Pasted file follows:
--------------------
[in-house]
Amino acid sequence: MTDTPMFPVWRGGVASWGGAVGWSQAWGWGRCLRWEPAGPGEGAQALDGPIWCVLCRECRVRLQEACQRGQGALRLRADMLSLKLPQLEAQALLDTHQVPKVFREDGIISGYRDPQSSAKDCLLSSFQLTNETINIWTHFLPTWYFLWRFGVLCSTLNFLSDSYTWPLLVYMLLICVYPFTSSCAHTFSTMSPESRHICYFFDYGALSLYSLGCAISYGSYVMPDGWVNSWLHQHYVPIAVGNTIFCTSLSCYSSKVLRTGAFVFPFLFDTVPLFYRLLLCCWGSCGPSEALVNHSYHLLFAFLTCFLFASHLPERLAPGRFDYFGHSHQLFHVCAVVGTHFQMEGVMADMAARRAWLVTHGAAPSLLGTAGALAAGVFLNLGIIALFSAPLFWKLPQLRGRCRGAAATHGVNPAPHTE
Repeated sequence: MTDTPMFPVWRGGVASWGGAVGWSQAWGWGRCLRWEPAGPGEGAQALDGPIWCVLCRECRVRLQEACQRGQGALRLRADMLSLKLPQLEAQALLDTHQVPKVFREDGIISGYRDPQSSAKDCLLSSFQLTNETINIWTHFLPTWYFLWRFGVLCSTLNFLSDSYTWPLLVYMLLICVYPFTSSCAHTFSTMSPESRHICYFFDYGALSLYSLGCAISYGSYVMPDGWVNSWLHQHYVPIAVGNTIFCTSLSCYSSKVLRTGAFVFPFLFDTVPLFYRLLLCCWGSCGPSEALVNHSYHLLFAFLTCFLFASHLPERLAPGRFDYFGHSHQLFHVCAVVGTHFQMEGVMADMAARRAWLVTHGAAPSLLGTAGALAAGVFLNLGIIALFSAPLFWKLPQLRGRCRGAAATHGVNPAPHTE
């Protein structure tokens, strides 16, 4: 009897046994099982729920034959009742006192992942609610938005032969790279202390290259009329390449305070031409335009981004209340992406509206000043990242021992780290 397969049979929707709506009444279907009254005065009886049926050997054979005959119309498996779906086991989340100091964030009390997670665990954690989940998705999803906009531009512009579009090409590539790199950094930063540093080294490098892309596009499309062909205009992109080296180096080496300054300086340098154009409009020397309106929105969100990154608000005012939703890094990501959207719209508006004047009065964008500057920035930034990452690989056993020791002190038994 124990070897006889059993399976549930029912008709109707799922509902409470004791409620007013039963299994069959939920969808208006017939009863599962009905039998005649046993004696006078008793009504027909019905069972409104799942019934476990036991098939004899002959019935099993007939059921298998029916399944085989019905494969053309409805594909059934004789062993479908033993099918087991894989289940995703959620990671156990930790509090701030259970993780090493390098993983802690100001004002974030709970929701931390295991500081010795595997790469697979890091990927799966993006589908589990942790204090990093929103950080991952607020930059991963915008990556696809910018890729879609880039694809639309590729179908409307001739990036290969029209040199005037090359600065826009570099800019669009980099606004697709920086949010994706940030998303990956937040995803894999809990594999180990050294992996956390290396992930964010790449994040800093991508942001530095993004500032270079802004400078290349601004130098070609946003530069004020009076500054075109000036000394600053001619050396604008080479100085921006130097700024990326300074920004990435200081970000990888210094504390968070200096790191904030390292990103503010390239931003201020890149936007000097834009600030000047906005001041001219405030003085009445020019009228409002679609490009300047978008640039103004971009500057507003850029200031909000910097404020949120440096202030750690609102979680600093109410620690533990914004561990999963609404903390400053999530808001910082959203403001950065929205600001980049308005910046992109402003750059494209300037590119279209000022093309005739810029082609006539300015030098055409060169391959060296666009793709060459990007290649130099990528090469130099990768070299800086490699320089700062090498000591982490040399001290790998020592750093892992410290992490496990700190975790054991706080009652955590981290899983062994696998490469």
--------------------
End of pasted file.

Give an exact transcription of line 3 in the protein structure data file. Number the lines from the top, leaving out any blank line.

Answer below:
Repeated sequence: MTDTPMFPVWRGGVASWGGAVGWSQAWGWGRCLRWEPAGPGEGAQALDGPIWCVLCRECRVRLQEACQRGQGALRLRADMLSLKLPQLEAQALLDTHQVPKVFREDGIISGYRDPQSSAKDCLLSSFQLTNETINIWTHFLPTWYFLWRFGVLCSTLNFLSDSYTWPLLVYMLLICVYPFTSSCAHTFSTMSPESRHICYFFDYGALSLYSLGCAISYGSYVMPDGWVNSWLHQHYVPIAVGNTIFCTSLSCYSSKVLRTGAFVFPFLFDTVPLFYRLLLCCWGSCGPSEALVNHSYHLLFAFLTCFLFASHLPERLAPGRFDYFGHSHQLFHVCAVVGTHFQMEGVMADMAARRAWLVTHGAAPSLLGTAGALAAGVFLNLGIIALFSAPLFWKLPQLRGRCRGAAATHGVNPAPHTE